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These data on housefly wing lengths provide an excellent example of normally distributed data from the field of biometry.  The normal distribution, one of the most widely used distributions in statistics, is often referred to as the Gaussian or bell-shaped distribution.  In a normal distribution the mean m and the standard deviation s determine the position and shape of the histogram, respectively.   What is meant by "position" is the location of the center of the "bell" along the horizontal axis.  The bell is located at the mean (which in a normal distribution is also the value of the median and mode).   What is meant by "shape" is the spread or width of the bell-shaped curve, which is a measure of the variability in the data.  In other words, the standard deviation s measures how spread out the data are from the center of the data, i.e. the mean.  Because m can assume any real number value, and s can assume any non-negative real value, there are infinitely many unique normal distributions.

In general, a variable or quantity that is the result of many factors that act independently and additively will be normally distributed.  Additionally, all normally distributed data sets share the property that 68.26% of the data fall within 1s of the mean, 95.46% of the data fall within 2s of the mean, and 99.73% of the data fall within 3s of the mean.  One simple method to check the normality of a data set is to see if this rule approximately holds.  For the housefly data, the mean wing length is m = 45.5 and the standard deviation is s = 3.92.  With a bit of simple math we find that 68%, 96%, and 100% of the actual data lie within 1s, 2s, and 3s of  the mean, respectively.  Therefore, we can conclude that the housefly data display a nearly perfect Gaussian or normal distribution of wing length sizes.  An excellent question for the student is this:  What biological or environmental factors, that act independently and additively, contribute to the normalcy of wing lengths?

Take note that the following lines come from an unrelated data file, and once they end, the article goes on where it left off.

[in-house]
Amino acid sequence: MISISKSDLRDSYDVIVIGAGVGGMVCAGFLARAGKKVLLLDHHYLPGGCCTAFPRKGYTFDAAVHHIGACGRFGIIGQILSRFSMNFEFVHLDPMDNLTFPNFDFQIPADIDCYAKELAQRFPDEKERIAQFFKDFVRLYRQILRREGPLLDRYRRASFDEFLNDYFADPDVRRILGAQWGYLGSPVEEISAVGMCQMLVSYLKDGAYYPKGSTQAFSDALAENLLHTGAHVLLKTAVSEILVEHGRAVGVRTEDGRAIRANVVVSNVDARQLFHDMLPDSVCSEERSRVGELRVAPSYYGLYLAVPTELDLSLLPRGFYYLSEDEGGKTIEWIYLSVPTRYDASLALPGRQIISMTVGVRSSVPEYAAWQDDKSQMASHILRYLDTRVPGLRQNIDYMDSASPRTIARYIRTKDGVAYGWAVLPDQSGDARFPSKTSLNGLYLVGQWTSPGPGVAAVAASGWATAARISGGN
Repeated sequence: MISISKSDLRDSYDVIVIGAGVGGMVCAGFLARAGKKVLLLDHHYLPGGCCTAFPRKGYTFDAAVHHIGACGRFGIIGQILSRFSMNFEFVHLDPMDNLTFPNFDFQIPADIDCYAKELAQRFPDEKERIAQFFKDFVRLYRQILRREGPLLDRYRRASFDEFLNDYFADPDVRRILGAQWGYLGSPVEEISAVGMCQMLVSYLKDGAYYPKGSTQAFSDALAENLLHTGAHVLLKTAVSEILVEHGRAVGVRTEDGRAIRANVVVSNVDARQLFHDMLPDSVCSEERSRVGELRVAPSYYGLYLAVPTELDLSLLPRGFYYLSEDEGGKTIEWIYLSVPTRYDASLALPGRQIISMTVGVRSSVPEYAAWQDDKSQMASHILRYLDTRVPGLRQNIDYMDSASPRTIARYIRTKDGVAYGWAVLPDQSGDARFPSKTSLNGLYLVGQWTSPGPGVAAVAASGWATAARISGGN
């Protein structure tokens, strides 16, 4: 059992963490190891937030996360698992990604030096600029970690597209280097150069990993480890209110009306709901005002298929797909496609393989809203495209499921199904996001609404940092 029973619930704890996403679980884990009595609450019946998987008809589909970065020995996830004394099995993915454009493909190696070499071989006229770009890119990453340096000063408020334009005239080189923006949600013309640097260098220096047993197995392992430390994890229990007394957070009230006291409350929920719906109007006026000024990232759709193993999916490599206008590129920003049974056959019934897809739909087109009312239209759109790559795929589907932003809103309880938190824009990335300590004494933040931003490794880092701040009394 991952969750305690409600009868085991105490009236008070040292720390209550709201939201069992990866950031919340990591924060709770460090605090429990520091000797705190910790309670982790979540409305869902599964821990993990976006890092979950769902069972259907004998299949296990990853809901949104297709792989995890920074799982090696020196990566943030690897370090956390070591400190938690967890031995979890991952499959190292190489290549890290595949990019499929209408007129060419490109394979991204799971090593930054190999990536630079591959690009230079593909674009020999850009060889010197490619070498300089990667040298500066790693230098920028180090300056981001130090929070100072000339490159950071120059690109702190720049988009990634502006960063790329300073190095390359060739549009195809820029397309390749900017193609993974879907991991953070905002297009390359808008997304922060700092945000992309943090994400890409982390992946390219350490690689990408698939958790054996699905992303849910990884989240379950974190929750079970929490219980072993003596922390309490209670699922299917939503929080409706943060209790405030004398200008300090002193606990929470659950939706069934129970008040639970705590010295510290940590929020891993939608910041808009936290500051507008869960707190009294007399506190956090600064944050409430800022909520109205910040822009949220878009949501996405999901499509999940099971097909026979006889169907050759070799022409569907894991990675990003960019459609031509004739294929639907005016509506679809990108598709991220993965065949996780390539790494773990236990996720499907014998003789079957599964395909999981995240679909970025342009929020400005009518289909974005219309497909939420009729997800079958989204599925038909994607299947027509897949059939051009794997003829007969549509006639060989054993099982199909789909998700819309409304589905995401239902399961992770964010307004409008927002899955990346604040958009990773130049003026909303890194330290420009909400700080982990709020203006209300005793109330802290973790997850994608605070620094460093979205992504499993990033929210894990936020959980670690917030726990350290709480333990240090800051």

Source:  Sokal, R.R. and F.J. Rohlf, 1968. Biometry, Freeman Publishing Co., p 109.  Original data from Sokal, R.R. and P.E. Hunter. 1955. A morphometric analysis of DDT-resistant and non-resistant housefly strains Ann. Entomol. Soc. Amer. 48: 499-507.

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 Normally Distributed Housefly Wing Lengths Sokal, R.R., and P.E.Hunter. 1955. length (x.1mm) 36 Bin Frequency 37 36-38 2 38 38-40 4 38 40-42 10 39 42-44 15 39 44-46 19 40 46-48 19 40 48-50 15 40 50-52 10 40 52-54 4 41 54-56 2 41 41 41 41 41 42 42 42 42 42 42 42 43 43 43 43 43 43 43 43 44 44 44 44 44 44 44 44 44 45 45 45 45 45 45 45 45 45 45 46 46 46 46 46 46 46 46 46 46 47 47 47 47 47 47 47 47 47 48 48 48 48 48 48 48 48 49 49 49 49 49 49 49 50 50 50 50 50 50 51 51 51 51 52 52 53 53 54 55
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